No, I didn’t forget a key word in the title: I’m asking you to help me complete it by answering the question, “What is the human brain designed to do?”
To think…to remember…to make decisions? Yes, the human brain is designed to do all these things. However, you may be surprised to learn that its most important job is to help you to…survive!
Regardless of whatever else your brain is doing, it wants to keep you safe and to help you to survive. Your brain will do whatever is possible to help you to survive even if it’s called upon to do some very strange things: for example, shutting down your digestive system, your immune system, or some of your cognitive functions just to save energy during very stressful situations. Your brain is always thinking of one thing: how to protect and ensure the safety of…you.
Your brain is exceptional, and it knows what it’s doing. For example, in the case of high chronic stress, the brain is reasoning, “The most important thing I have to do is to not let this person die.” And you won’t die! But you may experience poor digestion, sickness, or mental confusion. You’ll likely start to complain and to ask yourself why you’re experiencing these symptoms.
But here’s the thing…your brain didn’t make you sick—you did! You allowed yourself to become stressed in the first place, and you blamed bad lack, circumstances, or even your genes.
If I tell you to do whatever works for you to change your bad habits, I can predict what your response will be.
How do I know?
I happen to know a little bit about how improvement in cognitive function and mood works. We human beings don’t like change, and this is perfectly understandable and normal.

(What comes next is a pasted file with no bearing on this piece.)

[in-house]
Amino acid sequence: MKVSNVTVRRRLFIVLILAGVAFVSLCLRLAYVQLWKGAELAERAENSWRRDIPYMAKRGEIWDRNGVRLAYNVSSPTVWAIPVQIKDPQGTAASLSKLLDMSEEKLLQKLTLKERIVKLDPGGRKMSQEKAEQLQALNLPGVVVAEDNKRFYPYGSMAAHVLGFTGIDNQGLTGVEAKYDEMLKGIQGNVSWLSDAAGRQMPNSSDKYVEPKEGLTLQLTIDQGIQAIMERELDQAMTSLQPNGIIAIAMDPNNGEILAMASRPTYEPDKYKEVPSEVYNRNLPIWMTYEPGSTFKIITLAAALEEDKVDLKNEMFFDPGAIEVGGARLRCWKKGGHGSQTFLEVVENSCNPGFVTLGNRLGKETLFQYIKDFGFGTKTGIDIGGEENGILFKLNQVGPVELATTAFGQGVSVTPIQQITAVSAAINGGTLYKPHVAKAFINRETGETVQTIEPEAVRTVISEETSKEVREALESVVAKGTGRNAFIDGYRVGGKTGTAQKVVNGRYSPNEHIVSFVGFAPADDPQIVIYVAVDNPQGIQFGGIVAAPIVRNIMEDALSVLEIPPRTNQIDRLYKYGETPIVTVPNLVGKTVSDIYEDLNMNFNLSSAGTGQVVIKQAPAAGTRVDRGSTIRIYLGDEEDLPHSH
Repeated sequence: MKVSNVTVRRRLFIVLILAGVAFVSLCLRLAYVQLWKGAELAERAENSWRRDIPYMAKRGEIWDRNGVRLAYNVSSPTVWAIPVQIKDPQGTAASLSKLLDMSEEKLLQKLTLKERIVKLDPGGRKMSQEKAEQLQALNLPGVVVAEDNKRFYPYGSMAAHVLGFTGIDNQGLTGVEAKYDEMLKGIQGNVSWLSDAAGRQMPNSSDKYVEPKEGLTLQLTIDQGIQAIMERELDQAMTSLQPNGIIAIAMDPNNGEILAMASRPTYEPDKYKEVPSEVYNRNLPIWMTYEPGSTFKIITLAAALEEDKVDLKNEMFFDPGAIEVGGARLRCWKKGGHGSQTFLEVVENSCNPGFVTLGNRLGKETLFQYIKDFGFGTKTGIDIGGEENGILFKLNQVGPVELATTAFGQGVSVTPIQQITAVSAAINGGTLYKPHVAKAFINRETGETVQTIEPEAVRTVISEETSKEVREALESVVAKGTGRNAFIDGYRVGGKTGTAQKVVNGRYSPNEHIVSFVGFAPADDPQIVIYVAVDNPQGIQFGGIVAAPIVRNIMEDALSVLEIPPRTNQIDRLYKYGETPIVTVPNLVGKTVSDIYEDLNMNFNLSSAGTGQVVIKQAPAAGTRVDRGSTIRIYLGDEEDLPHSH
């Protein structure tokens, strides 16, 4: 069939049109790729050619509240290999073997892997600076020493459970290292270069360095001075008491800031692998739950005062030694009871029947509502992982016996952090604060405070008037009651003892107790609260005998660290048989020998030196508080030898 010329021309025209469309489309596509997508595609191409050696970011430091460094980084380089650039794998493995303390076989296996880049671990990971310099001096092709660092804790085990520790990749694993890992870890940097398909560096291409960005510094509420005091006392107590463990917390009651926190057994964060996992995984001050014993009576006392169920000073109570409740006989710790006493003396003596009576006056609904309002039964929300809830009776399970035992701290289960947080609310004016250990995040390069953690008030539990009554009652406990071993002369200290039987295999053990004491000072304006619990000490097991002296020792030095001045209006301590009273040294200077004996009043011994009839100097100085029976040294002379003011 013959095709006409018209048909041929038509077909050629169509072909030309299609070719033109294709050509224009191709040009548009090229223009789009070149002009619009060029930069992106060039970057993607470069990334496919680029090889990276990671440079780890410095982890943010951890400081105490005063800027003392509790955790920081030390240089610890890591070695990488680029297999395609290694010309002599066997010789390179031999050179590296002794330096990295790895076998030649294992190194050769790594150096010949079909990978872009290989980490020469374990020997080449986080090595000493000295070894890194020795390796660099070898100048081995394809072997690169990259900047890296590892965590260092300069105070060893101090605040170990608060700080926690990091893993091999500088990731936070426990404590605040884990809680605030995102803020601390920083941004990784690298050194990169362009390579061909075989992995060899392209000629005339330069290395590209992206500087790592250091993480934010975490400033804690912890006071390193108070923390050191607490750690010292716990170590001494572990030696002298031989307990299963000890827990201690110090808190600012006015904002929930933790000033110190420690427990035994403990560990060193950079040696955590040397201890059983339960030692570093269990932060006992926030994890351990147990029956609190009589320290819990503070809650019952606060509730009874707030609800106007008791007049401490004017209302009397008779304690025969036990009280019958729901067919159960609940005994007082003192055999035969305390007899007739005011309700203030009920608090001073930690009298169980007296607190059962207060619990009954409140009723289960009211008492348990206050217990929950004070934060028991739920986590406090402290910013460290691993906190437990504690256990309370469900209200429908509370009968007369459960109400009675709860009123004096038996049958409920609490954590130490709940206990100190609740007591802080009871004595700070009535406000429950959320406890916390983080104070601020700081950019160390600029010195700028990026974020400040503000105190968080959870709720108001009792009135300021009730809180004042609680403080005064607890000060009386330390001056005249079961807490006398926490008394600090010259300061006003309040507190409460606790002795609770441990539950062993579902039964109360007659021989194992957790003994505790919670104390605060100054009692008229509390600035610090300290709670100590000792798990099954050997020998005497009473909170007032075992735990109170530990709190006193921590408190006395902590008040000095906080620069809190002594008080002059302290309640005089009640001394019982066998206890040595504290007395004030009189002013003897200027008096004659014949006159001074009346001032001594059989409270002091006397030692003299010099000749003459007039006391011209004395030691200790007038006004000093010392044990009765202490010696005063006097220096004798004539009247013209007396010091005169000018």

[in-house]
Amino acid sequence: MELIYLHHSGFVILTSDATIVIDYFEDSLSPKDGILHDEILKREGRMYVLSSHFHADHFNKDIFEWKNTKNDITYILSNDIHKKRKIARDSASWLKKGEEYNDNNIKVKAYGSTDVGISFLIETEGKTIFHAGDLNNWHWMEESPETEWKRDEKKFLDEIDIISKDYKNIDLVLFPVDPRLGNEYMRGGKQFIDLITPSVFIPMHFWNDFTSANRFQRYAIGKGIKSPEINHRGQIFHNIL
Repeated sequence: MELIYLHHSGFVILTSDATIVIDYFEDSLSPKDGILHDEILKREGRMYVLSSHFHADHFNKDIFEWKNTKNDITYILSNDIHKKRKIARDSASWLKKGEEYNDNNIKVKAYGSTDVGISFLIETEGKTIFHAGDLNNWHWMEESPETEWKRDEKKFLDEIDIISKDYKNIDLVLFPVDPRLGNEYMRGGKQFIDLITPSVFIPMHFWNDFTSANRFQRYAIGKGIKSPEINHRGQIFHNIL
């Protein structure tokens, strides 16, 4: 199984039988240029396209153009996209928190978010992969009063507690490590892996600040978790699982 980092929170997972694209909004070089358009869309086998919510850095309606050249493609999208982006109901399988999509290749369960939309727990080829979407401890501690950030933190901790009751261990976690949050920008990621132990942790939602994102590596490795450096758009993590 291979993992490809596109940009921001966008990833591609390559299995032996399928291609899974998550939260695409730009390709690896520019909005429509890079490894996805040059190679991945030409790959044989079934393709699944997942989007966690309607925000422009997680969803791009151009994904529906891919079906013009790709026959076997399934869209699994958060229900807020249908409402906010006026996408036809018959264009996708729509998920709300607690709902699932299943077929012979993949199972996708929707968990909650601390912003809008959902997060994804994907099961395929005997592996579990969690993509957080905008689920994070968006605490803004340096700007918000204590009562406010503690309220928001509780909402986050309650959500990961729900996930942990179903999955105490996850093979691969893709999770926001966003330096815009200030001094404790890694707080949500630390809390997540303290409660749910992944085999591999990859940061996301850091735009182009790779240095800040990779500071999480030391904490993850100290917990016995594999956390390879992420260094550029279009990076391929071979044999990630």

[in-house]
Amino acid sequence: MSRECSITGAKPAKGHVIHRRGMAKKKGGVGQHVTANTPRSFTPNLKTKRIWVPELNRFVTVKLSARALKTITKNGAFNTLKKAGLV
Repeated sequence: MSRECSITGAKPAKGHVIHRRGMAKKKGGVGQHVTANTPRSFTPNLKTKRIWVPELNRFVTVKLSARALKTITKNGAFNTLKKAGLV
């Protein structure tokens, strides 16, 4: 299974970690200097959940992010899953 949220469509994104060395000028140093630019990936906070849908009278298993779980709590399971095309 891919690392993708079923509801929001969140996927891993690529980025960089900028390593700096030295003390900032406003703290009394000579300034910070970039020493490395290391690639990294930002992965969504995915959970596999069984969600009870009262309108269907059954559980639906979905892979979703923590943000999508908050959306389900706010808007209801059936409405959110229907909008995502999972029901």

You are here today, at this stage in your life, because your brain hasn’t been willing to alter its underlying beliefs. Your sophisticated brain is helping you to survive— even if you’re a little bit “dysfunctional” (and who isn’t?). What’s most important is that you’re still alive—dysfunctional, perhaps…but most definitely alive!
We need to understand and to accept how the human brain functions: After many years of constructing your beliefs and habits, it’s not so easy for the brain to turn them off instantly. Depression, anxiety, obsessive–compulsive disorder, phobias—these characteristics, or others like them, have been within us for a long time, so how can we expect to get rid of them overnight? Your old “dysfunctional” synaptic connections have been in your brain for decades (depending upon how old are you), and it will take a lot of energy, time, and persistence to establish a new, and hopefully better, neural circuit.
Does that sound impossible?
Well, it’s not impossible…not at all. Change is both desirable and possible.
What can you do to effect the changes you want to make?
First, determine what you want to change. Then make a strong commitment to make those changes: Motivate yourself and plan exactly how you’re going to execute them. Ask your friends for help (you might even inspire them to make a few positive changes of their own!) and see a professional counselor and following his or her instructions of professionals.
Most importantly, keep your faith and optimism high and take small, steady steps every day toward your goal. You’ll find that your brain will support your desire to change it.